Dawn Clement, extroverted pianist and introverted vocalist, has been embedded in the Seattle jazz scene for 20 years. Tandem, her fifth recording as a leader, is the kind of necessarily discontinuous project that often doesn’t work as an album. Clement plays nine duets with five very different musicians, all based in Seattle except A-list New York drummer Matt Wilson. The tunes are also diverse: old standards, originals, a Monk, a Lennie Tristano contrafact on “All the Things You Are,” a free improvisation, a tune from the film Mary Poppins. But Tandem is held together by the appeal of Clement’s vivid, upbeat musical personality, and by the anticipation, track to track, of what she’ll come up with next.
Her “Blues for Wayne” (dedicated to Wayne Horvitz of Seattle, formerly of downtown Manhattan) is a set of witty, fragmented, clamorous trade-offs with trombonist Julian Priester (icon of the Seattle scene since 1979, formerly of Blue Note and Riverside). In 2017, at Seattle’s annual Earshot festival, Clement headlined a Monk tribute; here, on “Bemsha Swing,” abetted by Wilson’s deadpan clattering, she channels the steely Thelonious touch, then spills her own solo. “Ablution,” with alto saxophonist Mark Taylor, is a rigorous three-minute treatise on Tristano’s contrapuntal polyphony. On “I Think of You,” a sweet lost song by Jack Elliott, Clement and Johnaye Kendrick blend their voices in a quiet rapture of memory and harmony. Without piano, Clement sings and scats on “My Ideal” in the stimulating company of Michael Glynn’s teetering, plunging bass.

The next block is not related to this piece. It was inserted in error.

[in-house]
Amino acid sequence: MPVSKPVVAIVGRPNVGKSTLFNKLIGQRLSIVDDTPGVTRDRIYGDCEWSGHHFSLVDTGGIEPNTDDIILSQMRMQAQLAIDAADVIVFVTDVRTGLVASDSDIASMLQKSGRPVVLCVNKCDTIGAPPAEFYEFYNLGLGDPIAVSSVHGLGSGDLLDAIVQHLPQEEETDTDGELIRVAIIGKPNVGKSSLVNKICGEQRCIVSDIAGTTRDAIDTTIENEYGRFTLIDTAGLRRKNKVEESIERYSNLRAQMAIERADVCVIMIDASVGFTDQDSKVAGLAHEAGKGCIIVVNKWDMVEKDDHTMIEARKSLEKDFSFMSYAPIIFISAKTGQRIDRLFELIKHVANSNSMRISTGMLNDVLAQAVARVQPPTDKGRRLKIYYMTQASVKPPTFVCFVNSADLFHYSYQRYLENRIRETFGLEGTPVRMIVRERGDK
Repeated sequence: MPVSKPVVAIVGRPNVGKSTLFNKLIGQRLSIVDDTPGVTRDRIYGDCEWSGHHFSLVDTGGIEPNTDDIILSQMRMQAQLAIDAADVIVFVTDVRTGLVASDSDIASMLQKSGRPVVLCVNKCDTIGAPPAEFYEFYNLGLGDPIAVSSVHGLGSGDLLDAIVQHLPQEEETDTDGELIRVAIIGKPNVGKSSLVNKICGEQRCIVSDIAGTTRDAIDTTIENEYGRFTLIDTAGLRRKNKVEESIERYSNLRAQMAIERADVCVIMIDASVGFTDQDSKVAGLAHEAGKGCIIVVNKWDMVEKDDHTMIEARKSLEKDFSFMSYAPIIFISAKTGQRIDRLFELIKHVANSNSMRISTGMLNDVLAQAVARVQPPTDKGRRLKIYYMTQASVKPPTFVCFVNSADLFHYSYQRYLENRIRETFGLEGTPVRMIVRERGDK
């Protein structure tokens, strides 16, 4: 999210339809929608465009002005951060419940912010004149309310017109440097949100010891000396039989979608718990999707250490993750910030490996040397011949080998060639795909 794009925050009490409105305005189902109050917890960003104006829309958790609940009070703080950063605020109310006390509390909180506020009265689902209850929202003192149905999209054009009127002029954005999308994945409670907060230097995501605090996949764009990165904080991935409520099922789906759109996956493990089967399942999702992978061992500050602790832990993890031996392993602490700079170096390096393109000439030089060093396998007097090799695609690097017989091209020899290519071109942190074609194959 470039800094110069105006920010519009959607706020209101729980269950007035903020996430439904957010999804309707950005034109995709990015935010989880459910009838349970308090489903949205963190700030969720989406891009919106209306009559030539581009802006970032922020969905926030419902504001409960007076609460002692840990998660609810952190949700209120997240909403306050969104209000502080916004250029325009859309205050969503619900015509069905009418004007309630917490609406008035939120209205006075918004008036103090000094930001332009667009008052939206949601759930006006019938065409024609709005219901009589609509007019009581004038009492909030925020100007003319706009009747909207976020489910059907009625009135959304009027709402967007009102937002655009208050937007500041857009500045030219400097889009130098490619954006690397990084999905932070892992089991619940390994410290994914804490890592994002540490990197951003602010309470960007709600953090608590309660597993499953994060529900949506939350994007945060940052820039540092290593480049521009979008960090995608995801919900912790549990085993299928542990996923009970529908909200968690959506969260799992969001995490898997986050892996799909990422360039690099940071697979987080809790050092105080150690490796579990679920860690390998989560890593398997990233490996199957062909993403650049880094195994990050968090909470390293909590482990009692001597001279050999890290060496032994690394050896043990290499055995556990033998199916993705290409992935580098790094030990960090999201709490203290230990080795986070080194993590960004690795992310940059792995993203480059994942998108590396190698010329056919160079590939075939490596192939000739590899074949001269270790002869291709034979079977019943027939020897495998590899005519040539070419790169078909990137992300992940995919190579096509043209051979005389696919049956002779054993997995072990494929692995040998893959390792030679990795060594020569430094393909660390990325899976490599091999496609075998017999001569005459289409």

Clement’s vocal skills are not on a level with her piano chops. But on “In the Wee Small Hours of the Morning,” the only tune she takes alone, her small, clear, come-hither soprano reminds you of Blossom Dearie. It casts a spell.